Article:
July 15, 2024

Healthy European cuisines from beyond the Mediterranean

Healthy European cuisines from beyond the Mediterranean

photo of presentations of food from the Nordic and Atlantic diets, both of which feature fish and vegetables

Inspired mainly by the cuisines of Greece and southern Italy, the Mediterranean diet is well established as one of the world’s healthiest eating patterns, particularly for preventing cardiovascular disease. But recent research has highlighted the benefits of traditional diets from elsewhere in Europe — namely, the Nordic diet (which features foods from Denmark, Finland, Iceland, Norway, and Sweden) and the Atlantic diet (which is inspired by the cuisine of northwest Spain and Portugal).

Both share many features with the Mediterranean diet, as they emphasize whole and minimally processed plant foods such as vegetables, fruits, whole grains, legumes (beans and peas), and nuts. All three diets also feature seafood (which includes fish and shellfish) as one of the main sources of protein. Many types of seafood also contain heart-protecting omega-3 fatty acids. Known as EPA and DHA, these fats may help reduce heart disease risk by easing inflammation, preventing blood clot formation, and lowering levels of triglycerides, the most common type of fat-carrying particle in the bloodstream.

Better for the environment?

The variations in these three cuisines are based on what’s available locally in each region, an approach that has added benefits. “All of these diets focus on seasonal and local foods, which supports environmental health and sustainability,” says Marta Guasch-Ferre, adjunct associate professor of nutrition at the Harvard T.H. Chan School of Public Health. By supporting local farmers and producers, people contribute to their local economy while reducing food waste and the carbon footprint associated with food transportation, she adds. (That aspect has yet another link to cardiovascular disease; see “The heart-related hazards of air pollution” in the March 2022 Heart Letter.)

Taking inspiration from these European diets, aim to include more locally grown produce in your diet by shopping at farmers markets. They often have an abundant selection of vegetables and fruits during the summer growing season, and some are open year-round. Another option is to join a community-supported agriculture (CSA) program, which involves prepaying for a regular (usually weekly) share of locally grown farm products from a single farm or group of farms during the harvest season. To find one near you, go to the USDA’s searchable CSA directory.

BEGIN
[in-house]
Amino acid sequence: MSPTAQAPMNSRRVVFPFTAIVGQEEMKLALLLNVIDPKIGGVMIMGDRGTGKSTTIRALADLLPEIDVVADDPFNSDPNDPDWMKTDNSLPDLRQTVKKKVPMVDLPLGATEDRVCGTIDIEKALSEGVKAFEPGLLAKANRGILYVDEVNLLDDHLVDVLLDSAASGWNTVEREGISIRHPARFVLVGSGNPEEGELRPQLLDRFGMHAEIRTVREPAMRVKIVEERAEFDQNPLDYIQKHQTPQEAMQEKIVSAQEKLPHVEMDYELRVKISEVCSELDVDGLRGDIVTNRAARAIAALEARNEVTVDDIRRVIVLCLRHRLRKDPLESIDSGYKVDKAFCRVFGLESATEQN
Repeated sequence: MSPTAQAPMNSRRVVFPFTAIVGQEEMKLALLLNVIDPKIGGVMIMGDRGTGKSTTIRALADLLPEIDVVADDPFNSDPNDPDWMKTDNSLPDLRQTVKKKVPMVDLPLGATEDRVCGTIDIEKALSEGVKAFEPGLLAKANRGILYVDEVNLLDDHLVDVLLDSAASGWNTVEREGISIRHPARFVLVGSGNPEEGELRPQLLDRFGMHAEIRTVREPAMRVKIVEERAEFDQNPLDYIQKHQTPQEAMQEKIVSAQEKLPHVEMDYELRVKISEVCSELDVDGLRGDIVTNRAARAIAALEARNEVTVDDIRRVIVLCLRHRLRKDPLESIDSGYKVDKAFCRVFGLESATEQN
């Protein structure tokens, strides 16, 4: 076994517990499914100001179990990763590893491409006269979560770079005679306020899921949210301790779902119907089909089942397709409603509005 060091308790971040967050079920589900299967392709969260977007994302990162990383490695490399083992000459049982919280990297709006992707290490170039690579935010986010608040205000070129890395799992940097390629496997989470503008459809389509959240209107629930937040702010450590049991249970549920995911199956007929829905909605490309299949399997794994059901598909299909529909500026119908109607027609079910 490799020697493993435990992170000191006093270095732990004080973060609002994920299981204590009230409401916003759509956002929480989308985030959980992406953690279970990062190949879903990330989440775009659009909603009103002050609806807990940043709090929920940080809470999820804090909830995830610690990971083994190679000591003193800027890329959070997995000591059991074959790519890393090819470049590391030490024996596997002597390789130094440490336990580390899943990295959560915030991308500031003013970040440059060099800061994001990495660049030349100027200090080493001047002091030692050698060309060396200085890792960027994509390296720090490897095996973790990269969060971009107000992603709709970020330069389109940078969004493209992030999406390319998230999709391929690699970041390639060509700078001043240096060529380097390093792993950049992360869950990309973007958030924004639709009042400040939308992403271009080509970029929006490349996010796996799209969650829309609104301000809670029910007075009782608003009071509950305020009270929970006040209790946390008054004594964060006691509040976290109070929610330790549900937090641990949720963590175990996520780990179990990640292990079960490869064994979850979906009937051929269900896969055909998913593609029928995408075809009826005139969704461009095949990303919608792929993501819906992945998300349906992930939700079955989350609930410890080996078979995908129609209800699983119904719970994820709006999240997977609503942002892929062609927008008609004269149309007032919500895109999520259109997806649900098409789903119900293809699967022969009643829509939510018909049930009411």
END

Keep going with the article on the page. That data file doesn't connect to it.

While beef and pork are a traditional part of the Atlantic diet, they’re also included in the Nordic and Mediterranean diets, albeit in smaller amounts. “We know that frequent consumption of red meat is linked to a higher risk of diabetes and heart disease,” says Guasch-Ferre. That’s why nutrition experts suggest eating meat infrequently, ideally in small amounts added to other dishes, such as in soups, stews, and casseroles.

The Nordic diet

Staple foods include

  • wild-caught fish such as salmon, sardines, cod, mackerel, and herring
  • breads, crackers, and cereals made with whole grains like rye, barley, and oats (for example, a dense, dark Danish sourdough rye bread called rugbrød and Swedish knäckebröd, or crispbread.
  • root vegetables (potatoes and carrots)
  • cruciferous vegetables (broccoli, brussels sprouts, cabbage, and cauliflower)
  • apples, pears, and berries, including those that thrive in northern climates, such as lingonberries (similar to cranberries) and bilberries, which resemble blueberries
  • canola oil (also known as rapeseed oil).


The Atlantic diet

Staple foods include

  • fresh, local seafood — mainly cod but also octopus, sardines, and tuna
  • beef and pork
  • whole-grain cereals and breads, pasta, and potatoes
  • legumes, especially white beans
  • seasonal vegetables including cabbage, collard greens, and turnips
  • vegetable soup
  • nuts such as chestnuts, walnuts, almonds, and hazelnuts.

The Eurocentric advantage

Compared with the typical American diet, European diets tend to include far less highly processed junk food, which may be another reason they are associated with better cardiovascular health. Guasch-Ferre notes yet another advantage: an emphasis on the cultural and social aspects of eating. “Meals are often enjoyed with extended family and friends, which fosters a sense of community that may boost quality of life in younger and older people alike,” she says.

Image: © Carlo A/Getty Images